Leaders of the DMK and the Rashtriya Janata Dal (RJD), which too came out against the disinvestment policy following the events of July 6, admitted privately that the context created by the initiative of the Left parties inspired them to make their opposition public. Left leaders like Atul Kumar Anjan of the Communist Party of India (CPI) told Frontline that there had been interaction with the DMK on disinvestment ever since the NDA government advanced the idea.

"In fact," added M.K. Pandhe, president of the Centre of Indian Trade Unions (CITU) and a member of the CPI(M) Polit Bureau, "the UPA government had first backed out of NLC disinvestment in June 2005 owing to the combined opposition from the Left parties and the DMK." He said the opposition now was a continuation of the joint struggle of 2005. Though this cooperation was not as part of a concrete political arrangement, the fact remains that it does exist.

Central Minister and DMK leader T.R. Baalu added more weight to this argument when he told Frontline that though the DMK did not oppose the concept of disinvestment in toto, it had stressed the need for going about it carefully and with great discrimination. He pointed out that the DMK had questioned the move to divest shares of Salem Steel plant even when it was part of the NDA government.

By all indications, signals from the Congress forced the Prime Minister to react the way he did. Apparently, Congress president Sonia Gandhi was upset with two recent actions of the UPA government: the dismissal of Dr. P. Venugopal, director of the All India Institute of Medical Sciences, and the mismanagement of the disinvestment process. In both matters, Sonia Gandhi reportedly perceived loose handling by the Prime Minister. On disinvestment, she was apparently upset about the government's claim that it had the clearance of the Left parties on NALCO and NLC. Senior CPI(M) leader Sitaram Yechury refuted the claim.

In the context of these developments, Congress leaders opposed to Manmohan Singh have become active once again. Some Congress leaders, including former Chhattisgarh Chief Minister Ajit Jogi, have been running a campaign against Manmohan Singh's leadership for some time. These leaders failed the first time round and this time their efforts led to rumours that Manmohan Singh and Finance Minister P. Chidambaram had sent in their resignations to Sonia Gandhi.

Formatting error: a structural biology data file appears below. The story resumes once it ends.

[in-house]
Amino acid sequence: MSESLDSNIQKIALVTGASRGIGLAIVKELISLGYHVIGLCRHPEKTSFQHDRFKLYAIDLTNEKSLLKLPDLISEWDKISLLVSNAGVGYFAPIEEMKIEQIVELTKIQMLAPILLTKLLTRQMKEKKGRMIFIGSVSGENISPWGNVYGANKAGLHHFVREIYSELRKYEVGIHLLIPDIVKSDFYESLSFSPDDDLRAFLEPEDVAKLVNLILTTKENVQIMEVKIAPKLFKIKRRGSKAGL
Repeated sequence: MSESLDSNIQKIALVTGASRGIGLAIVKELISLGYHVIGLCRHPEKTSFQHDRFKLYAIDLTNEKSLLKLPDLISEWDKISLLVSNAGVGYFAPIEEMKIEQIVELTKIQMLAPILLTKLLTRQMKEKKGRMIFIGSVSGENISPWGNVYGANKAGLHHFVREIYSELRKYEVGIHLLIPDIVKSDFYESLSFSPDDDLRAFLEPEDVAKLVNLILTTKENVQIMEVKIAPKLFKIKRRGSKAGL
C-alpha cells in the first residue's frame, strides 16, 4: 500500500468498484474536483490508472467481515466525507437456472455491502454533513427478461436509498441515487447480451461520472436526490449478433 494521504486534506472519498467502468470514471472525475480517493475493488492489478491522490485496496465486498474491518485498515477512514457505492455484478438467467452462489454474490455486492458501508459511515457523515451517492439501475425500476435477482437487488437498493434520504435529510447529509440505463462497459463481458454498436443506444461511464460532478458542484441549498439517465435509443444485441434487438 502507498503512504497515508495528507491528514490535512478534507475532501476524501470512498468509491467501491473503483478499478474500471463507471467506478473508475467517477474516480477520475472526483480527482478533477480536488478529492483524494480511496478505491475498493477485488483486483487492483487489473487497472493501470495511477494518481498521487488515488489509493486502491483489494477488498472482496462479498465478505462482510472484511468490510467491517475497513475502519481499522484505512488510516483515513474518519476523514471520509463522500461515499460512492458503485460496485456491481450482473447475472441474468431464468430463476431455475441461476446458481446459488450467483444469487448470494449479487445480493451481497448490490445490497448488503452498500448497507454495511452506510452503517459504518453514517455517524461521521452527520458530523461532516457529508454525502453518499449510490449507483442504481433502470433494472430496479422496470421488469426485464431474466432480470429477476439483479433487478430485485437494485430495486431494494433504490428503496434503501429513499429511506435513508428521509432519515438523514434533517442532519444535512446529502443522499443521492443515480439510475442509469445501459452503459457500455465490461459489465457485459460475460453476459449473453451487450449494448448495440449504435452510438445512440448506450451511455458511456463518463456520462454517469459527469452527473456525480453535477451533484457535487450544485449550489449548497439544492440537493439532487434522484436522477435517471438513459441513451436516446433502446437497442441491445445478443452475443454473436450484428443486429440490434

The Left parties, meanwhile, continue to focus on the issues they have raised through the June 15 note. Reacting to Ahluwalia's comment, veteran CPI(M) leader and Lok Sabha member Varkala Radhakrishnan said the "Planning Commission Deputy Chairman should also remember that there is more to the Left's struggle against neoliberalism than opposition to the disinvestment of profit-making public sector units". Given the CPI(M)'s fastidious adherence to "organisational norms", Radhakrishnan's comment cannot be treated as an official statement of the party but it is indicative of the thinking in the Left parties.

In essence, Radhakrishnan's comment makes it clear that the Left's campaign against neo-liberal thrusts would continue on other issues and in other areas of governance. The Left, according to Atul Anjan, does not see the Prime Minister's July 6 decision as a "decisive victory and realises the need [for the Left] to persist with its struggles against neoliberal policies". Anjan added that efforts to downplay or trivialise the July 6 decision as well as its context were tantamount to overlooking many grave realities of the Indian socio-economic situation and the serious dangers that the pursuit of neoliberal policies posed to society.

The reality is that the determined struggle of the workers at the NLC against disinvestment created a political problem for the DMK at the ground level in Tamil Nadu, especially because the party's main rival in the State, the Jayalalithaa-led All India Anna Dravida Munnetra Kazhagam (AIADMK), was making inroads into the hitherto DMK-led workers of NLC.

Whatever the compulsions that motivated the DMK, there is little doubt that it would give a fillip to the Left parties' campaign against neoliberal policies. Many observers perceive the beginning of a new anti-Congress, anti-BJP political realignment in these developments. What shape such a realignment would take is, for now, in the realm of conjecture.